performance of the main tasks. Examples should be brief but should clearly reflect both strengths
and areas that need improvement if applicable. Objectivity is of utmost importance.

JOB DUTIES - The employee will either:

        Rating
       E: Have outstanding job knowledge. Have complete mastery of all phases of their job
        duties.
       C: Be competent. Understands all phases of the job duties, needs to look up answers
        seldom.
       EF: Be well informed. Can answer most questions or knows where to find answer.
       M: Be moderately informed and needs some direction.
       U: Be inadequately informed. Lacks knowledge in some phases of the job. Employee can
        not find answers on his/her own.


ACCOMPLISHMENTS - A&P AND EXECUTIVE:
In a narrative format, describe how the employee has fulfilled the responsibilities of the
position.

For all Staff, an updated Position Description must be completed if there has been
any change in duties.



SECTION II

OTHER ATTRIBUTES IN RELATION TO PERFORMANCE - USPS AND
POLICE:
Assign the letter of a performance rating, as defined above, to access the attributes in relation to
the employee’s performance of duties. Provide comments to support the ratings assigned.

          1. Works independently

                  E: Can be relied on to take action on his or her judgment. Does not need to be
                   prompted on when to act and sets high goals. Is a self-starter with high
                   motivation to achieve? Consistently goes beyond the call of duty.

                  C: Can be relied on to take action on his or her judgment and does not need to
                   be prompted when to act. Strives hard and has a high desire to achieve. Always
                   puts in a solid days’ work.




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      EF: Can be relied on to take action on his or her judgment. May need to be
       prompted on when to act. Does a satisfactory job.


      M: Occasionally may act on his or her own judgment but frequently needs to
       be told to do so and always need reassurance first.

      U: Consistently waits for things to happen. Usually needs to be told when
       action is necessary.


2. Attends to duties in absence of direct supervision

      E: Completes all job duties in absence of the direct supervisor. Does not need
       to be prompted on when to act. Strives hard, has a high desire to achieve.

      C: Completes most job duties in the absence of the direct supervisor. Does not
       need to be prompted on when to act. Strives hard, has a high desire to achieve.


      EF: Completes some job duties in the absence of the direct supervisor. May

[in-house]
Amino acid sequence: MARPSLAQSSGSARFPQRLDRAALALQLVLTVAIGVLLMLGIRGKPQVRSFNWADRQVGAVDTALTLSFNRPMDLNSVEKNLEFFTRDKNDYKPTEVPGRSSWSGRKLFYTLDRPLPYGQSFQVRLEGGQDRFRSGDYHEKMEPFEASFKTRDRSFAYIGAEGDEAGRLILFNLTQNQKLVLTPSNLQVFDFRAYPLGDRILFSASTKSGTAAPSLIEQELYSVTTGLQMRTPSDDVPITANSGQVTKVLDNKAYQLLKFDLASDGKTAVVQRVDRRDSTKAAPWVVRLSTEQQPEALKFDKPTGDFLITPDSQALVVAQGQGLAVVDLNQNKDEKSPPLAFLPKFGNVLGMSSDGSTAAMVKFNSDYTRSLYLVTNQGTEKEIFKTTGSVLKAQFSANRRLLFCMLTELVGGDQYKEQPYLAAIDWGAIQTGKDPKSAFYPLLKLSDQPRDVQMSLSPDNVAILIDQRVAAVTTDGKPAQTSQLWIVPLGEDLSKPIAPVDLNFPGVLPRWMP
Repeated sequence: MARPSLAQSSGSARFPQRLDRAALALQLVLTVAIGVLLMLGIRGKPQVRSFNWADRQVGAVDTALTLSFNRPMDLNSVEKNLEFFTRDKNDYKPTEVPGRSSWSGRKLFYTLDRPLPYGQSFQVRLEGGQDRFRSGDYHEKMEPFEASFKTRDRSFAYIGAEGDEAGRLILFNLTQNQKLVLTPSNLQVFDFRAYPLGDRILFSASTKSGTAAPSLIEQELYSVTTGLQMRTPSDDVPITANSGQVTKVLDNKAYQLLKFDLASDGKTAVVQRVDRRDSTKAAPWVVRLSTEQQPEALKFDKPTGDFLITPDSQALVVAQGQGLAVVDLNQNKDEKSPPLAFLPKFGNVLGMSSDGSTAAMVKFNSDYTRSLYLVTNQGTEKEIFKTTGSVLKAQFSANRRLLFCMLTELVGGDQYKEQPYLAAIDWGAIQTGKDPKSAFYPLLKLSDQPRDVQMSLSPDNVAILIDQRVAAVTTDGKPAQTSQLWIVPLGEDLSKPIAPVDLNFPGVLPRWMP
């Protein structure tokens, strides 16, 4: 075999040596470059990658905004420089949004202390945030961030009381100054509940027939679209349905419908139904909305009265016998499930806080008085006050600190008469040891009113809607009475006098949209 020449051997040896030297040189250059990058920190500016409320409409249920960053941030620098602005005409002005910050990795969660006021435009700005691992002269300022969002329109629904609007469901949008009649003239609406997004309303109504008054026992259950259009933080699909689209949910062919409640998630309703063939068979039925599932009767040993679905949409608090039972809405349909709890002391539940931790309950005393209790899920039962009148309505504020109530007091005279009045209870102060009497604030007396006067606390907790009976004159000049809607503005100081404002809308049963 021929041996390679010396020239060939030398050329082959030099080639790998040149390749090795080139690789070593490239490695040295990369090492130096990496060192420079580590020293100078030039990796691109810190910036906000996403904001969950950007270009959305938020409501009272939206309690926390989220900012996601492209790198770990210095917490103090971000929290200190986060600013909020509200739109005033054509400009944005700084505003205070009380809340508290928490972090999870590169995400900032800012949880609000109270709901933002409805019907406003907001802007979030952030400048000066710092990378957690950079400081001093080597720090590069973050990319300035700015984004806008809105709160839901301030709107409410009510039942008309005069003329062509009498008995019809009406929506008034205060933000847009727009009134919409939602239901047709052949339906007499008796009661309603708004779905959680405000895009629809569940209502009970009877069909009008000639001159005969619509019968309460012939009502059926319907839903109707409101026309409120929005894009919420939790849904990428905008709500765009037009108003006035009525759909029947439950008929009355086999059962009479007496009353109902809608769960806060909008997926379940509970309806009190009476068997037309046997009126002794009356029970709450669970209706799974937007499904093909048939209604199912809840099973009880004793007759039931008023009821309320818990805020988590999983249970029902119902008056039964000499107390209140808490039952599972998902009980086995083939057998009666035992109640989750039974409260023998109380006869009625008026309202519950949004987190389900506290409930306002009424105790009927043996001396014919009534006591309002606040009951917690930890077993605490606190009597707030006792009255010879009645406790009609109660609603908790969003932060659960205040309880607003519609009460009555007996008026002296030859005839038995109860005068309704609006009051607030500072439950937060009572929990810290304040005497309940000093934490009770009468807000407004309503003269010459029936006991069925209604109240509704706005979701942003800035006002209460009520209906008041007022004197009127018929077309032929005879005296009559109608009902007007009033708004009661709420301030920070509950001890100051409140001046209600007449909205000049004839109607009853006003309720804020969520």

need to be prompted when to act. Does a satisfactory job.


      M: Occasionally completes assignments in the absence of a direct supervisor.
       Needs help and reassurance in some areas.


      U: Continually has problems completing job duties in the absence of the direct
       supervisor. Usually needs intercession from direct supervisor.


3. Completes assignments accurately

      E: Completes all assignments accurately. Does not need to be prompted on
       when to act. Strives hard and has a high desire to achieve.

      C: Completes most assignments accurately. Does not need to be prompted on
       when to act. Strives hard and has a high desire to achieve.


      EF: Completes assignments with some direction from the direct supervisor.
       May need to be prompted when to act. Does a satisfactory job.


      M: Occasionally completes assignments that are not completely accurate.
       Needs help and reassurance in some areas.


      U: Continually has problems completing accurate assignments.




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4. Meets required deadlines

    E: Works invariably ahead of schedule. Always meets required deadlines.

    C: Usually completes work on schedule, sometimes early. Meets all required
     deadlines.


    EF: Usually completes work on time. Satisfactory meets required deadlines.


    M: Usually completes work on time. However, may miss some deadlines.


    U: Does not complete work in a timely manner. Consistently misses deadlines.


5. Accepts and carries out additional assignments as assigned

    E: Consistently takes ownership of and accepts additional assignments.
     Completes all additional assignments and exceeds expectations.